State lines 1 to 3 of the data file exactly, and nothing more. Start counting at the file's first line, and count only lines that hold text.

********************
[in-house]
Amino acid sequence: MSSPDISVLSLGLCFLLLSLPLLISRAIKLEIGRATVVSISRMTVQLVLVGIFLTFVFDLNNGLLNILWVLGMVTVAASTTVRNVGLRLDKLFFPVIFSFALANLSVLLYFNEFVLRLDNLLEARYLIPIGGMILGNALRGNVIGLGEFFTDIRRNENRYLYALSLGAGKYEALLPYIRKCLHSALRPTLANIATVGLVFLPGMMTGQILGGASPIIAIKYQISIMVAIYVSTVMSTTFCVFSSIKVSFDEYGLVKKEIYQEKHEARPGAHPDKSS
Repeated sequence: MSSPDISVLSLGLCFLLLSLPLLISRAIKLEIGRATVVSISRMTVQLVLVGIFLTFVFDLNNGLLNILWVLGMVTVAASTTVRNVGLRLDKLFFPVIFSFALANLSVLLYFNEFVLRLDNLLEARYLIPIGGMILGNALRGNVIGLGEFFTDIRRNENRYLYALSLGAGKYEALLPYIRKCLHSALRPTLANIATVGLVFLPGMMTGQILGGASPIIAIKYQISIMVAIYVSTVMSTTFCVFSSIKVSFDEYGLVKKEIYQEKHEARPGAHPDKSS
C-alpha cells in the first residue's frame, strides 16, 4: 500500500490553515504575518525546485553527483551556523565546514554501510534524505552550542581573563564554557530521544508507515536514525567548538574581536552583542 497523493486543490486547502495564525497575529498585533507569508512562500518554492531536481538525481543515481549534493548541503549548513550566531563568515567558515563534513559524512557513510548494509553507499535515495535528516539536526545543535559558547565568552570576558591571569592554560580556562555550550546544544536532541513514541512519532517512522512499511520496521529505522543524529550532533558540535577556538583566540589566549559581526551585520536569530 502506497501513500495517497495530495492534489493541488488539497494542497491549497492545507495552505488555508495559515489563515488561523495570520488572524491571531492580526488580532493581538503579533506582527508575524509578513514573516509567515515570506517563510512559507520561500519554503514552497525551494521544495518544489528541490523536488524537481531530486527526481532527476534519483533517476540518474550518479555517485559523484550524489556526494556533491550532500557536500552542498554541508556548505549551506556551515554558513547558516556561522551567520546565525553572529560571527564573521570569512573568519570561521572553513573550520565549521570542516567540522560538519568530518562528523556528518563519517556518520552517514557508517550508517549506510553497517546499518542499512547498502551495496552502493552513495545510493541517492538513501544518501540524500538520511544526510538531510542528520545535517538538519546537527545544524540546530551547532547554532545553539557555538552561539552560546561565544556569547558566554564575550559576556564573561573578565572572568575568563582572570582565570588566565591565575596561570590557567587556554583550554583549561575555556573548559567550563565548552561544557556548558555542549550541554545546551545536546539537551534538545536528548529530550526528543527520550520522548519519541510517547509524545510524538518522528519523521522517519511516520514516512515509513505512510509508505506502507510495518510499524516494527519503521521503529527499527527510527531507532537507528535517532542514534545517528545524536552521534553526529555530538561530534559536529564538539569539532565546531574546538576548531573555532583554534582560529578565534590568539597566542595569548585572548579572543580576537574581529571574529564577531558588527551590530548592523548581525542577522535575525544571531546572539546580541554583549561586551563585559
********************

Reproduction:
[in-house]
Amino acid sequence: MSSPDISVLSLGLCFLLLSLPLLISRAIKLEIGRATVVSISRMTVQLVLVGIFLTFVFDLNNGLLNILWVLGMVTVAASTTVRNVGLRLDKLFFPVIFSFALANLSVLLYFNEFVLRLDNLLEARYLIPIGGMILGNALRGNVIGLGEFFTDIRRNENRYLYALSLGAGKYEALLPYIRKCLHSALRPTLANIATVGLVFLPGMMTGQILGGASPIIAIKYQISIMVAIYVSTVMSTTFCVFSSIKVSFDEYGLVKKEIYQEKHEARPGAHPDKSS
Repeated sequence: MSSPDISVLSLGLCFLLLSLPLLISRAIKLEIGRATVVSISRMTVQLVLVGIFLTFVFDLNNGLLNILWVLGMVTVAASTTVRNVGLRLDKLFFPVIFSFALANLSVLLYFNEFVLRLDNLLEARYLIPIGGMILGNALRGNVIGLGEFFTDIRRNENRYLYALSLGAGKYEALLPYIRKCLHSALRPTLANIATVGLVFLPGMMTGQILGGASPIIAIKYQISIMVAIYVSTVMSTTFCVFSSIKVSFDEYGLVKKEIYQEKHEARPGAHPDKSS